Styrian high-tech group AT&S is currently building a new research and production center in Leoben for IC substrates, which are an essential component of high-performance computer chips. Today, Austria’s chancellor Karl Nehammer and Styrian Secretary of Economy Barbara Eibinger-Miedl were able to see for themselves the progress of construction of the new plant, which will go into operation next year and is considered one of the most important Austrian and European contributions to global microchip production.
Chancellor Karl Nehammer: “Microelectronics industry can drive Austria’s economic growth in the long term.”
AT&S CEO Andreas Gerstenmayer: “A center of excellence for microelectronics packaging unique in Europe is being created in Leoben in several expansion stages.”
Leoben, April 21, 2023 – It is impossible to imagine our everyday life without microelectronics; in the past decades, a global digital infrastructure has emerged which communication and devices for everyday use would not function without – microelectronics control notebooks, electric cars and satellites, to name just a few examples. Innovation in this area is the basis for digitization, electrification and green technologies, and provides the key technology for efficient transport, communications and energy networks. “No region in the world can afford to lose out here”, said AT&S CEO Andreas Gerstenmayer and added: “Wherever digital data and information are processed, transmitted or stored, circuits made of microchips and printed circuit boards are used. This makes microelectronics the key to energy and cost efficiency, as well as performance in essentially all areas of life and industries.”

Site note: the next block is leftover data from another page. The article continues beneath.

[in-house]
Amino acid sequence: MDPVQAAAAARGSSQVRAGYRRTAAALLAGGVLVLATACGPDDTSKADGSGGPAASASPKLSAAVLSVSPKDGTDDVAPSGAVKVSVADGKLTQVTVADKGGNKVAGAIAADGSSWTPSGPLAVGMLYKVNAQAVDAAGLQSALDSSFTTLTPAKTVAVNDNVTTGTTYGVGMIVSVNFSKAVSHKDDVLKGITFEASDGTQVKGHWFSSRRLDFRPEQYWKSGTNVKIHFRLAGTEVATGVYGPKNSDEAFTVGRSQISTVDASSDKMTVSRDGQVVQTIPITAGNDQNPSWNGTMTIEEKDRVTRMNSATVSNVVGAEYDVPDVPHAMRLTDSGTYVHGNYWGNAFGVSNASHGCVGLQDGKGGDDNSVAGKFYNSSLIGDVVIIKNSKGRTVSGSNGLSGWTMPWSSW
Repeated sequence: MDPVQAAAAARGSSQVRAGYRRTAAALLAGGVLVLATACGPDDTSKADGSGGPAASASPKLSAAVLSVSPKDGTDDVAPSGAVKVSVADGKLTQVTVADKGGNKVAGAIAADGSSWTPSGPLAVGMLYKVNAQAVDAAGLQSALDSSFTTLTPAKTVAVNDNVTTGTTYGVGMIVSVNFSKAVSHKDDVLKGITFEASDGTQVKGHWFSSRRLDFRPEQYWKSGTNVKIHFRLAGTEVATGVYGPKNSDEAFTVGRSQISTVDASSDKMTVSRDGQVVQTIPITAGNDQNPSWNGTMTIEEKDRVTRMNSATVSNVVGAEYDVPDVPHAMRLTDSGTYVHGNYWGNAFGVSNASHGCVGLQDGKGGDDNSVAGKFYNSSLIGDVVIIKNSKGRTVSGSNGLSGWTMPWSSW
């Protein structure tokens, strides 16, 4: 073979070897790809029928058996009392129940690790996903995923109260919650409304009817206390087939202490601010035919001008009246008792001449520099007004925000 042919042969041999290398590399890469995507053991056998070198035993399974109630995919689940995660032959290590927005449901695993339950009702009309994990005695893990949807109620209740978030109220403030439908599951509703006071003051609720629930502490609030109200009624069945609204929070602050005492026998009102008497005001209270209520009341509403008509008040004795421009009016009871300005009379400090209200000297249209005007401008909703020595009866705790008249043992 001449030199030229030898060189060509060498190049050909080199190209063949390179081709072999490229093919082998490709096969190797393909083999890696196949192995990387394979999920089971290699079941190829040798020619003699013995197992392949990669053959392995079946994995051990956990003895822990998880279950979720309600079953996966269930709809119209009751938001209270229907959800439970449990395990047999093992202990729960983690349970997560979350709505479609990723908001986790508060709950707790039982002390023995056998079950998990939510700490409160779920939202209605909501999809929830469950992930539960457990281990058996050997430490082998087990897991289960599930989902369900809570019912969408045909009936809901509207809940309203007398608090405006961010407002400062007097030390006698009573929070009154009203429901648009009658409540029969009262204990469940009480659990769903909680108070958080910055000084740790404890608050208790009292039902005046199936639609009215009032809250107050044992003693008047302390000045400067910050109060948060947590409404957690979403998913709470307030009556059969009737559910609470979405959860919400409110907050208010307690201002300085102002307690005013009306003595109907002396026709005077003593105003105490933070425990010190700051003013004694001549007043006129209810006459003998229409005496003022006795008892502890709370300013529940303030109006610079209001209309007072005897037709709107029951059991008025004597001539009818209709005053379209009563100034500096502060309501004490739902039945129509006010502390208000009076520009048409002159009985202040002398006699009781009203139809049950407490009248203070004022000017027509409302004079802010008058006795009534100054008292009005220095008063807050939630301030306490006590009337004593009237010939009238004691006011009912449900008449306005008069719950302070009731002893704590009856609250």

A unique microelectronics research center is currently being built in Leoben. AT&S is investing more than half a billion euros in the new R&D center, which will also feature manufacturing capabilities. The first equipment will go into operation this year, and will be used in the future to produce and research IC substrates that bundle semiconductor elements into high-performance microchips. This will be the first time that significant research and production capacities have been established in Europe in a key area of microchip production, which until now has been based almost exclusively in Asia. Substrate and microelectronics packaging solutions such as those offered by AT&S are essential for the further miniaturization of chips and will become important for Europe in this key industry of the 21st century.
Prosperity and supply chain security
In the context of the chip crisis, Europe was drastically shown how dependent it is on the value chains in Asia. “Europe needs to build up essential know-how to free itself from dependencies and gain access to crucial elements of the supply chain,” said CEO Andreas Gerstenmayer, adding: “The European Union’s commitment to future investments in the framework of the Common Chips Act or IPCEI (Important Project of Common European Interest) Microelectronics, makes it clear that politicians have recognized the strategic importance of microelectronics.” The next step will be to implement this commitment in the form of targeted support measures and the accompanying easing of political conditions for the relevant industrial sectors.